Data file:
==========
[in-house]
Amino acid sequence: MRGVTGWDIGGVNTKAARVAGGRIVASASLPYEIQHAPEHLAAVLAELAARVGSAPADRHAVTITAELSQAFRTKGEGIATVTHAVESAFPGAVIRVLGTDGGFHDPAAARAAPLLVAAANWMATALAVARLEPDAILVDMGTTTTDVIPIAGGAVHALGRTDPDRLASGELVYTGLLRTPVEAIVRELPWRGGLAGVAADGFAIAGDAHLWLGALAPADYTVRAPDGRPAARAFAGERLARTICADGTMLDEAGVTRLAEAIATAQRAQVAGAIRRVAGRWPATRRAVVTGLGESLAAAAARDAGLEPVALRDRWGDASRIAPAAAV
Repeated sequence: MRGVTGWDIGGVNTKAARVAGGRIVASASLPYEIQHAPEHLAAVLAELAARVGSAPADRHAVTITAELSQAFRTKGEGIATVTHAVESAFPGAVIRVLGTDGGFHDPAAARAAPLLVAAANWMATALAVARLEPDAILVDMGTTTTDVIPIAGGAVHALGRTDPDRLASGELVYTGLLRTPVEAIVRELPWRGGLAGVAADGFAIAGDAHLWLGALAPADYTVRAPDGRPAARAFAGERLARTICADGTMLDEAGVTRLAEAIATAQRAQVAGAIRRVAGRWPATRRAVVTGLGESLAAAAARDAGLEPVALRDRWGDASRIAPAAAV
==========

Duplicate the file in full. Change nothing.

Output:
[in-house]
Amino acid sequence: MRGVTGWDIGGVNTKAARVAGGRIVASASLPYEIQHAPEHLAAVLAELAARVGSAPADRHAVTITAELSQAFRTKGEGIATVTHAVESAFPGAVIRVLGTDGGFHDPAAARAAPLLVAAANWMATALAVARLEPDAILVDMGTTTTDVIPIAGGAVHALGRTDPDRLASGELVYTGLLRTPVEAIVRELPWRGGLAGVAADGFAIAGDAHLWLGALAPADYTVRAPDGRPAARAFAGERLARTICADGTMLDEAGVTRLAEAIATAQRAQVAGAIRRVAGRWPATRRAVVTGLGESLAAAAARDAGLEPVALRDRWGDASRIAPAAAV
Repeated sequence: MRGVTGWDIGGVNTKAARVAGGRIVASASLPYEIQHAPEHLAAVLAELAARVGSAPADRHAVTITAELSQAFRTKGEGIATVTHAVESAFPGAVIRVLGTDGGFHDPAAARAAPLLVAAANWMATALAVARLEPDAILVDMGTTTTDVIPIAGGAVHALGRTDPDRLASGELVYTGLLRTPVEAIVRELPWRGGLAGVAADGFAIAGDAHLWLGALAPADYTVRAPDGRPAARAFAGERLARTICADGTMLDEAGVTRLAEAIATAQRAQVAGAIRRVAGRWPATRRAVVTGLGESLAAAAARDAGLEPVALRDRWGDASRIAPAAAV